In the twenty-second and twenty-third chapters of The Science of Discworld, now I’m thinking of privatives, and my brain hurts. Intrigued? Then it’s time for Mark to read Discworld.
Oh god MY MIND. So, this is one of those concepts that feels more philosophical than scientific, but! Let me truly open this by pointing out that I correctly guessed that “dark” doesn’t have a speed because it’s the absence of light. This was literally the only thing I felt knowledgable on in the entirety of chapter twenty-two, but that’s okay. This was a learning experience! I am absolutely the sort of person who would have guessed that burning a log would cause it to weigh less than when it started, so I was very impressed by what I read here. EASILY IMPRESSED MARK.
Or, maybe it’s just a lot of fun to be reading a book that is so actively challenging me to rethink things on a consistent basis. Like, the whole bit about reification is not something I think I’ve given any serious thought to. I appreciated that the text made a distinction between the ways that reification held different meanings, though. Debt feels very real to me, given that I’ve been mostly “in” it for the entirety of my adult life. It’s an absurd thing to think about, though, because it isn’t real in any sense beyond this arbitrary economic system that we’ve propped up and supported. I can’t go out and touch my debt or destroy it or move it somewhere else. (Though it certainly has been commodified, and that is a creepy thought. It reminds me of the conversations we’ve been having over on mark Watches re: Person of Interest and the buying/selling of information.) Yet it has a very real affect on me as a person, from my physical and mental state to my ability to do certain things in life. Most of the friends I have these days own property and have mortgages, and that is not even remotely on my radar. That’s a “real” function of debt!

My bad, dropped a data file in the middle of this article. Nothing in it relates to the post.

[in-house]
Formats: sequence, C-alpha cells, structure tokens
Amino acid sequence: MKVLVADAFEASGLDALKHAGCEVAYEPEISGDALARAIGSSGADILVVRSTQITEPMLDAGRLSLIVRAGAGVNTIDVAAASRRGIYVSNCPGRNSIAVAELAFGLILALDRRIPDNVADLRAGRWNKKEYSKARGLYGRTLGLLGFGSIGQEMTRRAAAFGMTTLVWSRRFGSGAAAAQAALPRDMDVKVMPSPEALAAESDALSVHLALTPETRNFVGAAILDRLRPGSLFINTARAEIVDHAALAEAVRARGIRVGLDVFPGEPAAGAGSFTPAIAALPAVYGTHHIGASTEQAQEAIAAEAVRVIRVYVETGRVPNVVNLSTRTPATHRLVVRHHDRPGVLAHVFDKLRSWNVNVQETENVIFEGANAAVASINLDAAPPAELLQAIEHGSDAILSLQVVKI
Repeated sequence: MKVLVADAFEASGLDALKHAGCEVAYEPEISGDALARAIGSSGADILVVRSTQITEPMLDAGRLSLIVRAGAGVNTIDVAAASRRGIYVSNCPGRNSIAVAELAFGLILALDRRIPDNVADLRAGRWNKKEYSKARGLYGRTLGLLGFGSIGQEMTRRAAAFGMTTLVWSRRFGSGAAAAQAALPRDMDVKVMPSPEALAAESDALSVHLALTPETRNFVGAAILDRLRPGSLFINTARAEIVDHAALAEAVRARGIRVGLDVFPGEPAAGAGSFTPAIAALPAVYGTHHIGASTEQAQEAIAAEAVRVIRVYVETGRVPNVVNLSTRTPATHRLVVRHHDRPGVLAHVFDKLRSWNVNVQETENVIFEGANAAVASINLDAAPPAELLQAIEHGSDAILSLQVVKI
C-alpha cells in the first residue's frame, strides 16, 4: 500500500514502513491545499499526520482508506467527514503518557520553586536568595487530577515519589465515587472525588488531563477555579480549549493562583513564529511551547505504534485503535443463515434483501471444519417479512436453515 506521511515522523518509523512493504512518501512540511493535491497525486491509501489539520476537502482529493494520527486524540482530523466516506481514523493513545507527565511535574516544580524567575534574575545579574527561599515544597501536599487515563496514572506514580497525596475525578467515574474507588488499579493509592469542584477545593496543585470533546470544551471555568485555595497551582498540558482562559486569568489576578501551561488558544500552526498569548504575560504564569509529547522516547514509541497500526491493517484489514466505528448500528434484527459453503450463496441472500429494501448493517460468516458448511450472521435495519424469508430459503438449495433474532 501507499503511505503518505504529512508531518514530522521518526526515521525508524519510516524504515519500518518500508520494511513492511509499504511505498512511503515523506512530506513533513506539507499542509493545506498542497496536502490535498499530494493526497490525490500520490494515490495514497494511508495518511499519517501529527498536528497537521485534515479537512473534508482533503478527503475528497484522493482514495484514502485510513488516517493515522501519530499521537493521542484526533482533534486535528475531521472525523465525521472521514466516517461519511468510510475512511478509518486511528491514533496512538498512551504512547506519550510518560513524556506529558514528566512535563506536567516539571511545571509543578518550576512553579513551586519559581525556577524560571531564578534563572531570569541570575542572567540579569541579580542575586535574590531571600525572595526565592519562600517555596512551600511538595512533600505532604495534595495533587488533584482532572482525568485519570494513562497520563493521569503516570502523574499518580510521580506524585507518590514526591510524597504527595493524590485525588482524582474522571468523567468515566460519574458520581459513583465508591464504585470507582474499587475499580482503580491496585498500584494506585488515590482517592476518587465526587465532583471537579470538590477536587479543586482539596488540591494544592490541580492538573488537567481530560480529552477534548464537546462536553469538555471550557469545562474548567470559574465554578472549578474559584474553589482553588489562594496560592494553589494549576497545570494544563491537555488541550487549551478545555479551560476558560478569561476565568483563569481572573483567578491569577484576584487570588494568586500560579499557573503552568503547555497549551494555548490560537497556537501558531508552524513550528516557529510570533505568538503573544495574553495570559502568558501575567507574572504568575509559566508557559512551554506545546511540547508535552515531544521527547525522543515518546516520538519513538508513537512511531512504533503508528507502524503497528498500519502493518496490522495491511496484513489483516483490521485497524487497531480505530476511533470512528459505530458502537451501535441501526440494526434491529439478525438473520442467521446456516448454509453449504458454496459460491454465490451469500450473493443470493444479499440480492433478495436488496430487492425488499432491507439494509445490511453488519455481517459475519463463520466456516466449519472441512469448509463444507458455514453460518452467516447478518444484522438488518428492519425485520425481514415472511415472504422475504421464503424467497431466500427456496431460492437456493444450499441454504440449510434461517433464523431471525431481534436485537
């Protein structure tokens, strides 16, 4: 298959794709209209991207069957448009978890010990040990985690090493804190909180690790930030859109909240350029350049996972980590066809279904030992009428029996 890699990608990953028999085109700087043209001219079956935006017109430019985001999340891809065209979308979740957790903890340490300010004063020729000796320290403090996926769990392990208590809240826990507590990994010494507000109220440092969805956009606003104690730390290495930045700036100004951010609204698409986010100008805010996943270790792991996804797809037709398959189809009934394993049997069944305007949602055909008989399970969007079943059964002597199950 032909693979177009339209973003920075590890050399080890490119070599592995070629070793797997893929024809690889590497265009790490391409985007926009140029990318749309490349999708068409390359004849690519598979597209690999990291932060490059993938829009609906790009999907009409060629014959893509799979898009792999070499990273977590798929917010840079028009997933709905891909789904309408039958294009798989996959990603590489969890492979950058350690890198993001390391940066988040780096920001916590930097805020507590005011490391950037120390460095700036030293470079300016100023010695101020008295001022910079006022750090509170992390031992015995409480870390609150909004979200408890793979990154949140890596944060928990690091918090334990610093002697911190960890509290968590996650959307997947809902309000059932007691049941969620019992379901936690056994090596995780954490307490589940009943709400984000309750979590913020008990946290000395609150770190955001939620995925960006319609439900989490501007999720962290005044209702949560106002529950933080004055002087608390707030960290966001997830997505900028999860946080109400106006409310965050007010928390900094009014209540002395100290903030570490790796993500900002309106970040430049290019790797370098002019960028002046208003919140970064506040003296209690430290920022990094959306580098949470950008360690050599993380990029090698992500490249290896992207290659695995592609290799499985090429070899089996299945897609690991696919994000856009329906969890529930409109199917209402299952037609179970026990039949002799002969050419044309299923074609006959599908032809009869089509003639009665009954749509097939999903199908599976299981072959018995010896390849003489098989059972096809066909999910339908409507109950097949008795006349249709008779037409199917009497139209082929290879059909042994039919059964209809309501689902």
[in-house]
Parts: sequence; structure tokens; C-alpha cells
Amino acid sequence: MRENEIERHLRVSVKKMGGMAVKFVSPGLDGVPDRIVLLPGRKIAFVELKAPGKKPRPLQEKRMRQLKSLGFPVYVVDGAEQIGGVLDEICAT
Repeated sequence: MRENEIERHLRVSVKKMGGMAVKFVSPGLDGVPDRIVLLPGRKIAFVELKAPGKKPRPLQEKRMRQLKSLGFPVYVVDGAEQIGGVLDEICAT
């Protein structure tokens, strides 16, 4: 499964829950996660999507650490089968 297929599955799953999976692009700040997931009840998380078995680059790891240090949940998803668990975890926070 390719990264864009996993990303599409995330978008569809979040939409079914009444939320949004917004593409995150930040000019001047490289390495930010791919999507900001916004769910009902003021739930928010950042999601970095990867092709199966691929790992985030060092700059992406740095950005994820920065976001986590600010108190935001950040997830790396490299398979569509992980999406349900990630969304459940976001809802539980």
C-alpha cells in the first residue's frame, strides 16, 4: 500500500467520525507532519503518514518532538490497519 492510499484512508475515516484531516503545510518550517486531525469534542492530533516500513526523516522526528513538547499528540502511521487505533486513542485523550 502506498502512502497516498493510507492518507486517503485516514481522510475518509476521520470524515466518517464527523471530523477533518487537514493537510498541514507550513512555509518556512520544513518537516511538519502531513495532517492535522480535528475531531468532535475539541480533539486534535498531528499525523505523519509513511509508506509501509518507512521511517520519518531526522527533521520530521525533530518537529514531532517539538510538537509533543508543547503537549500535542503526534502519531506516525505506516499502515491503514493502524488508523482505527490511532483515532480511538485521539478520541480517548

But I don’t think the authors were trying to say that this is all meaningless, because we, as humans, routinely assign meanings to all sorts of things. There’s nothing inherently wrong with that! Nor is it unfair to point out that not having money is a negative thing in our society. As they say:
Air isn’t important if you’ve got it, only if you haven’t; the same goes for money.
We really do live in a world that is of our own making, and sometimes, that world affects other people, too. There’s still a cause and effect that’s at play here, and the Discworld chapter is a great way for us to understand the parallel that’s unfolding. The wizards live in one world but are making a world, too, and they’re trying to shape it in ways that mimic their own. What are the ramifications of that? Well, in this case, it’s life. A primitive, simplistic form of it, and I thought it was hilarious that this wasn’t the “life” that the wizards wanted. But this world of their own making – a metaphorical phrase turned literal here – had unforeseen consequences.
“Do you think, on reflection, that it might not have been a good idea to miniaturize his image in Roundworld?” said Ridcully.
I mean… I’m glad you’re now thinking of what this means, but perhaps this line of questioning would have been earlier??? Oh, well, this is the wizards we’re talking about. They routinely act first and then ponder the result of that act eons later. So… they’re totally going to try to interact with the blobs next, right? RIGHT?
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